Labor's Outside Man


Labor leaders typically follow the same arc in their careers, starting with an entry-level job at a unionized shop, rising to a union post at the local and district levels, and then, finally, winning election to the national presidency. Not Kevin McCormick. He operates one of today's fastest-growing unions, the Aircraft Mechanics Fraternal Assn. (AMFA), yet he had never previously even been in a union. Not only that, he works as an outside contractor.

McCormick, 53, fell into organized labor almost by chance. After taking an early-retirement buyout at Polaroid more than 20 years ago, he eventually set up on his own as a financial adviser. One of his clients was a property association whose officers included a Delta Air Line (DAL) pilot. McCormick began advising the pilot on organizing a new union at Delta. That work, in turn, led him in 1994 to month-to-month consulting for AMFA, then just a tiny guild.

He formally hired on as AMFA's national administrator in 1998. He and his 60-employee company, McCormick Advisory Group, are now midway through their second four-year contract with the union, which is valued at $800,000 a year, based on today's membership numbers.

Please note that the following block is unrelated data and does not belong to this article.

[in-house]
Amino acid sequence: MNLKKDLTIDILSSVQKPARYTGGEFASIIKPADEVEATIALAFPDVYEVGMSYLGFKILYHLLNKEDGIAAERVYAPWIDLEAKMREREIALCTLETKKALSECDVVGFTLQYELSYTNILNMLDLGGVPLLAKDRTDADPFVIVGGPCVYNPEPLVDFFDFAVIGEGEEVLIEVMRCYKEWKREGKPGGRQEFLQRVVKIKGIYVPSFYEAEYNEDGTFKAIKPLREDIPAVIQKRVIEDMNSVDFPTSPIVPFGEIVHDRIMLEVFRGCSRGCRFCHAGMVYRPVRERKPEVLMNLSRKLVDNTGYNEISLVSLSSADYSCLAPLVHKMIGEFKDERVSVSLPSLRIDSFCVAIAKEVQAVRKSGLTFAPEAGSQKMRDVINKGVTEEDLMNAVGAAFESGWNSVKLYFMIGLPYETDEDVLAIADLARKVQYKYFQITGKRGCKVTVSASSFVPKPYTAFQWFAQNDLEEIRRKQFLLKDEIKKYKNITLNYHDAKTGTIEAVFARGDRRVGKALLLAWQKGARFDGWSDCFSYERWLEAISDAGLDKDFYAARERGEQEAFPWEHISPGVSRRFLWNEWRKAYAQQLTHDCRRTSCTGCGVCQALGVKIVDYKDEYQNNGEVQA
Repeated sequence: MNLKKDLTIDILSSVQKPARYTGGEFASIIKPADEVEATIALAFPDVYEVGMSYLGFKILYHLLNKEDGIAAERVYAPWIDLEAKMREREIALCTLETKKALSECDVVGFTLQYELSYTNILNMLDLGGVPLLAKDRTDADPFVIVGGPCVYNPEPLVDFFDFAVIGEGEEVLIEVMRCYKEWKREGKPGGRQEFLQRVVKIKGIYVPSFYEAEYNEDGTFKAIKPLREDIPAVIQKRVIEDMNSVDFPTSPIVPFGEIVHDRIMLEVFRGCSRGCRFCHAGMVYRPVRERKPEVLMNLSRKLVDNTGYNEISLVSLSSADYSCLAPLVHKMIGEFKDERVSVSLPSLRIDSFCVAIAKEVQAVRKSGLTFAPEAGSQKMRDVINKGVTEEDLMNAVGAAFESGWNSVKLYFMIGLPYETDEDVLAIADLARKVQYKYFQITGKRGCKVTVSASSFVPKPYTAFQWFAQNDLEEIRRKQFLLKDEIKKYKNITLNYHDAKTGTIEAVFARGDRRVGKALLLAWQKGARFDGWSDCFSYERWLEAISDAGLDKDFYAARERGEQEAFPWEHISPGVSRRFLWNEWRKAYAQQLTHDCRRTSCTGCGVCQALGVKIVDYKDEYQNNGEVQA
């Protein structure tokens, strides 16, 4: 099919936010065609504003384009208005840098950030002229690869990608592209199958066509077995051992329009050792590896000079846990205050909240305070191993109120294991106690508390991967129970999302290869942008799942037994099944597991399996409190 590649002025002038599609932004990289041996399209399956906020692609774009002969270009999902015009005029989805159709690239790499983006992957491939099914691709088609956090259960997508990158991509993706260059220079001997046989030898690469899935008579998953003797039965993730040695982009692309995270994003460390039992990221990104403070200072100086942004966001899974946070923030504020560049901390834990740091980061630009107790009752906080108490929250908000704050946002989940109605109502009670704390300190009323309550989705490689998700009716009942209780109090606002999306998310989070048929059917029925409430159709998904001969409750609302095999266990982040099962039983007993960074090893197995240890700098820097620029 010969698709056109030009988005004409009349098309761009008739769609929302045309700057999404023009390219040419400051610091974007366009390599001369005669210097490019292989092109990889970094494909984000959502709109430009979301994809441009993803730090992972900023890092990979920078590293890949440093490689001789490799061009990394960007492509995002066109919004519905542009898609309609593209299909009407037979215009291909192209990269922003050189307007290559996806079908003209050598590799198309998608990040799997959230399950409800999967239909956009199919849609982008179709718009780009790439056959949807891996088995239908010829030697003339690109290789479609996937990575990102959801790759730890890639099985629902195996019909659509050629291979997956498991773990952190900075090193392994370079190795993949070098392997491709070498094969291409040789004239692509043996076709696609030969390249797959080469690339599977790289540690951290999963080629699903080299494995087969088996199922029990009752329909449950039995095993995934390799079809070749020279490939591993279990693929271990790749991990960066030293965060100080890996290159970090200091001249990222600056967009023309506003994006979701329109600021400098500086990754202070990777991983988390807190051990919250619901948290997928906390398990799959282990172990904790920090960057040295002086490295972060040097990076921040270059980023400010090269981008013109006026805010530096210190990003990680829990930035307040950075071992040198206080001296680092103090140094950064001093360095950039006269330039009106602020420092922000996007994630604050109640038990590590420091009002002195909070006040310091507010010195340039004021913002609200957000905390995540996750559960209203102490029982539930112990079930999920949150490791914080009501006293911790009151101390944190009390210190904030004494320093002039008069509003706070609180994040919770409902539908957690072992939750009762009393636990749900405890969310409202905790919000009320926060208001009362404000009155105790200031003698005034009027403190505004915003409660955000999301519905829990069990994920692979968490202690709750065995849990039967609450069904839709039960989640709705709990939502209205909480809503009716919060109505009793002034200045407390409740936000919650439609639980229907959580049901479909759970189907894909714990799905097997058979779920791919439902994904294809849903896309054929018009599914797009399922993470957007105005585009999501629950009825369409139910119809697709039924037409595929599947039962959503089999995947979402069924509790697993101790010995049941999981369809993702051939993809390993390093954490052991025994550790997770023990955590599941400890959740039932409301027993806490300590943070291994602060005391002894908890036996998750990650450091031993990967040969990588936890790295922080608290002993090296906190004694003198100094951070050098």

GROWING MEMBERSHIP. McCormick's heretical background hasn't hurt AMFA, however. Since 1998, it has picked up mechanics at United, Northwest (NWAC), Southwest (LUV), and ATA Airlines, swelling its ranks to nearly 20,000 from just 1,500. Soon, it may have more. By mid-June, the National Mediation Board is expected to rule on whether to allow American Airlines' 16,000 mechanics to vote this summer between AMFA and the incumbent Transport Workers Union. AMFA organizers are also distributing petitions at Delta.

As a paid adviser, moreover, McCormick helped install the Professional Flight Attendants Assn. (PFAA) at Northwest Airlines after ousting the International Brotherhood of Teamsters. With McCormick acting as outside consultant, the PFAA is now trying to supplant the Association of Flight Attendants at United.

From Indianapolis, where he's heading AFMA's contract talks with ATA Airlines, and from his consultancy in Laconia, N.H., McCormick talked with BusinessWeek Senior Correspondent Michael Arndt about his role in the American labor movement.